What are Twitter Statuses?
Twitter is rolling out a new feature today that lets you post statuses. This is a big deal, because it means that you can now tag your posts like they were retro MySpace moods.
Some examples of these statuses include “Spoiler alert,” “Shower thoughts,” “Picture of the day” and, for some reason, the very redundant “Current status.”
Check out this tweet as an example using the new Status feature on Twitter:
They took away – a case of the Mondays – as a “status” choice. Put that in your pipe & smoke it.
— juliabegetsjulia (@juliaknowsjulia) July 30, 2022
“For a limited time, we are testing a feature that allows you to add a status topic from a predetermined list to your Tweets to provide more context for your followers,” Twitter told TechCrunch. “So whether you are about to drop a hot Tweet thread, share your shower thoughts, or have a bad case of the Mondays, your Tweets can better convey what you are up to.”
The full list of Twitter Statuses
Although it’d be better that instead of having to choose from Twitter’s existing list, users would be able to customize their statuses. At least for now, you can only choose from a list of pre-written statuses Twitter provides.
Twitter has all the time been about broadcasting your thoughts to the world in 280-character snippets. You can use Twitter to promote your company or product, distribute news and events, or just keep in touch with friends. But now it seems like your Tweets will be a lot more personal — if people will actually begin using them.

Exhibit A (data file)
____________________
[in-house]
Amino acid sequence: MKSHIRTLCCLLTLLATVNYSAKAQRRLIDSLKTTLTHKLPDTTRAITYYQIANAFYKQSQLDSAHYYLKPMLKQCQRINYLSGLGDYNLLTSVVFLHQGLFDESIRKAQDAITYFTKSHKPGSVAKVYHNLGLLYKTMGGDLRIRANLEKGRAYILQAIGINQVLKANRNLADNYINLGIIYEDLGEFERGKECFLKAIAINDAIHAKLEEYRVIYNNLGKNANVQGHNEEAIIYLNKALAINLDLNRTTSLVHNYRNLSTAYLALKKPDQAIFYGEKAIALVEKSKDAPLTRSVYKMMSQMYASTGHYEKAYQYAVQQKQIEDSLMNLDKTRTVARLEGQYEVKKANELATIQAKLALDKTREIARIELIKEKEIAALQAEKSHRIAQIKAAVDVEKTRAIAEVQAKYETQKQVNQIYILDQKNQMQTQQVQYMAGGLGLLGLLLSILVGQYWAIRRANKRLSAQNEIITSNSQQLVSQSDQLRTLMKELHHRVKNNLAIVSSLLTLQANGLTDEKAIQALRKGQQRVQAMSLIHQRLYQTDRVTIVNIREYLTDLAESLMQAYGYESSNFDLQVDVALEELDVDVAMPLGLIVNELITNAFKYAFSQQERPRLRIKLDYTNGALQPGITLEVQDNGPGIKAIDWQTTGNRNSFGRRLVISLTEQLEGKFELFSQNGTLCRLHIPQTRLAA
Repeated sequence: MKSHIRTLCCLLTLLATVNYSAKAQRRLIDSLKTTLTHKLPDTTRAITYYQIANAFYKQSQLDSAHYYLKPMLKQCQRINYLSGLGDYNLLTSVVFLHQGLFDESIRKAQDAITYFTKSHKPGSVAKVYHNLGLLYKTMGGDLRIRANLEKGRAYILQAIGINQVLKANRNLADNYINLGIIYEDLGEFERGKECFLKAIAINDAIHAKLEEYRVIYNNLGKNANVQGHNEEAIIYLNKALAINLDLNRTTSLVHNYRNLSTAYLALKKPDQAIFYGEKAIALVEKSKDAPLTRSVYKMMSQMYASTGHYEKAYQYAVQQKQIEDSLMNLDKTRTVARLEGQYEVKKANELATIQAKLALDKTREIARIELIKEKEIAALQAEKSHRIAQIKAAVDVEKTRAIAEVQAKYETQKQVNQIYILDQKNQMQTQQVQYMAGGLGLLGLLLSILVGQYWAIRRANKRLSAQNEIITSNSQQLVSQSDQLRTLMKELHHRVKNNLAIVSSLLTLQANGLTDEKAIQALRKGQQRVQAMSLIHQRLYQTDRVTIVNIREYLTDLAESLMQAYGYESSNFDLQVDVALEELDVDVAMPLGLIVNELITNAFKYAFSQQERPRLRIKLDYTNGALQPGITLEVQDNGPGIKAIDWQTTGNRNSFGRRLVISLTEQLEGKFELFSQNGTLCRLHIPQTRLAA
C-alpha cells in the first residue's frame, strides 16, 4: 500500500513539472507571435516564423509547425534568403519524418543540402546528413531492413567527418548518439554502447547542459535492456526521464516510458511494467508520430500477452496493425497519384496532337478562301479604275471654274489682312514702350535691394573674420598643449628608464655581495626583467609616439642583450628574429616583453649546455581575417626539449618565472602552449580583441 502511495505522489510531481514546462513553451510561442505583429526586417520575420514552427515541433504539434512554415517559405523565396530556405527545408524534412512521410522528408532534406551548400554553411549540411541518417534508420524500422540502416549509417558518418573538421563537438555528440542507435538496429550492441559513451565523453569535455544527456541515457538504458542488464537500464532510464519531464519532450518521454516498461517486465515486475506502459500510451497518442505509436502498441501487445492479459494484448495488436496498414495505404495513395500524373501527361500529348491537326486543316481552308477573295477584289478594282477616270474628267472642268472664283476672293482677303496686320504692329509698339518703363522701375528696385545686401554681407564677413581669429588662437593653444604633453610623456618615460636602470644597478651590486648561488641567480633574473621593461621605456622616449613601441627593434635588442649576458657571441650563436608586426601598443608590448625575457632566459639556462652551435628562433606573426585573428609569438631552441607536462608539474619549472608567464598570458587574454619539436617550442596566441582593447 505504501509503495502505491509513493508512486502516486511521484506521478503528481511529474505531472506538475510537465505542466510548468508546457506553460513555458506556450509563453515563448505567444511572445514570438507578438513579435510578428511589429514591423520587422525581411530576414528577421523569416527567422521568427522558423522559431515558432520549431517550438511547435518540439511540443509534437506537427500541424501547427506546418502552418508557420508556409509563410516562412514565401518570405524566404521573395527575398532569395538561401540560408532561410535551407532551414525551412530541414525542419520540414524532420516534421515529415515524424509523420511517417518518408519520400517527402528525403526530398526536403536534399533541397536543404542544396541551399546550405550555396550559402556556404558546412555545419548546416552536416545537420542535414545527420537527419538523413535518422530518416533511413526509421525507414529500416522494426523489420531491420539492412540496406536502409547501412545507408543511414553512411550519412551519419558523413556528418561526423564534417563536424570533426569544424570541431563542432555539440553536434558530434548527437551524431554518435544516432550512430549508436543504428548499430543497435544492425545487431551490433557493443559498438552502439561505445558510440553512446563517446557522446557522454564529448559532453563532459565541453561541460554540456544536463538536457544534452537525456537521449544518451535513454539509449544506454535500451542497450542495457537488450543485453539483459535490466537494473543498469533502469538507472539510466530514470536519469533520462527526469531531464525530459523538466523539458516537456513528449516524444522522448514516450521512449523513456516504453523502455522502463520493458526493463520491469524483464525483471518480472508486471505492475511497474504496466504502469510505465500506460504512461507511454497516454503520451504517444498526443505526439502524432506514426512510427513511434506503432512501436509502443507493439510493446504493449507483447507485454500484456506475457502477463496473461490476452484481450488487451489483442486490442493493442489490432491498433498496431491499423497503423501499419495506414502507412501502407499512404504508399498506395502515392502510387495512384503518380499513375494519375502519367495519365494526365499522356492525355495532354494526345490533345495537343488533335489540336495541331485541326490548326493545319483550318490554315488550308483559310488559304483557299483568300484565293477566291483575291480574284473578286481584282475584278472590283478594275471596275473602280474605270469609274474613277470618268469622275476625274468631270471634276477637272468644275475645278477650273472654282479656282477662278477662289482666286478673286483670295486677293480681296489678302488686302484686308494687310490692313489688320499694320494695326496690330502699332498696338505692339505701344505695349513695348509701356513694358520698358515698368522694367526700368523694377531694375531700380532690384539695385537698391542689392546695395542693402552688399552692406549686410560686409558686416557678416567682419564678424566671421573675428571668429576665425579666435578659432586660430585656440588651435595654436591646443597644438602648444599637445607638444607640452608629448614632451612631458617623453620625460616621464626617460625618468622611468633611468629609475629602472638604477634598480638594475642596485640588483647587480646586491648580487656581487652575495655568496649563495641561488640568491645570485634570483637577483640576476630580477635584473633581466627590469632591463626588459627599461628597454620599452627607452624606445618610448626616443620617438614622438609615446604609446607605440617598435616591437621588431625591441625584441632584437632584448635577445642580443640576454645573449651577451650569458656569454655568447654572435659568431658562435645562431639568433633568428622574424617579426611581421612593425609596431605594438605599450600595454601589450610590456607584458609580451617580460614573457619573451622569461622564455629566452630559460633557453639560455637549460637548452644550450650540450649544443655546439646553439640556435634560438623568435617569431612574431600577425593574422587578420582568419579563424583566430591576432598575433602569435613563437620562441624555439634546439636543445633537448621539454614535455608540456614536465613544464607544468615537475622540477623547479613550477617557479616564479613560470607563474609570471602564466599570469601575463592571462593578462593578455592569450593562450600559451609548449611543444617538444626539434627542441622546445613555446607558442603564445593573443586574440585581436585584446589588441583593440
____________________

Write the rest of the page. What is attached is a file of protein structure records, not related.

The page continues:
These Twitter Status tags include:
- A Thread
- Spoiler Alert
- Need Advice
- Hot Take
- Vacation Mode
- Picture of the Day
- Unpopular Comment
- Living the Dream
- Good Morning
- Case of the Mondays
- Working Hard, Hardly Working
- Current Status
- Counting Down
- Shower Thoughts
How does Twitter “Status” feature work?
These status badges (tags, labels, updates, …) allow you to distribute your current mood or circumstance—such as “Traveling” or “Living the dream”—along with a corresponding emoji. The tag appears below your name on every tweet; everyone can click on it to see what other users are saying about the same topic. It basically opens a Twitter advanced search results page where other tweets using the same Status appear. Worth mentioning that when we tested the feature, lots of other tweets including the same phrase/word appeared in the results as well, which didn’t have the status.
Who can use Status feature now?
Currently, only a sample group of Twitter users have this feature enabled on their account by Twitter. Among the selected group we could see some journalists, and celebrities. Twitter declined to opinion on the size of its test group, but said it is running in Australia and the U.S. The business hasn’t said if it plans to implement this option beyond the test group.